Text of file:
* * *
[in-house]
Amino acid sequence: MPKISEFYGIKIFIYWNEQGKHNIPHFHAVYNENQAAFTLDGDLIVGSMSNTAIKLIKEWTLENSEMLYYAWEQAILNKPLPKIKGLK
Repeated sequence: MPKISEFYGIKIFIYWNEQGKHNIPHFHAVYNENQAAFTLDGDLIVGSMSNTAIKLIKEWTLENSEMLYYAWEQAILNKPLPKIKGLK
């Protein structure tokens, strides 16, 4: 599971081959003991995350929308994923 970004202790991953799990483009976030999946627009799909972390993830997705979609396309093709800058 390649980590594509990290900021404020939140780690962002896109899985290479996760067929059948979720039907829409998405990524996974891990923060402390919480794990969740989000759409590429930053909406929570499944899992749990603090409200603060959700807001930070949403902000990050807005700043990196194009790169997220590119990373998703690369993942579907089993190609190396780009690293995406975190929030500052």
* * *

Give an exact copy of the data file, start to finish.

[in-house]
Amino acid sequence: MPKISEFYGIKIFIYWNEQGKHNIPHFHAVYNENQAAFTLDGDLIVGSMSNTAIKLIKEWTLENSEMLYYAWEQAILNKPLPKIKGLK
Repeated sequence: MPKISEFYGIKIFIYWNEQGKHNIPHFHAVYNENQAAFTLDGDLIVGSMSNTAIKLIKEWTLENSEMLYYAWEQAILNKPLPKIKGLK
């Protein structure tokens, strides 16, 4: 599971081959003991995350929308994923 970004202790991953799990483009976030999946627009799909972390993830997705979609396309093709800058 390649980590594509990290900021404020939140780690962002896109899985290479996760067929059948979720039907829409998405990524996974891990923060402390919480794990969740989000759409590429930053909406929570499944899992749990603090409200603060959700807001930070949403902000990050807005700043990196194009790169997220590119990373998703690369993942579907089993190609190396780009690293995406975190929030500052």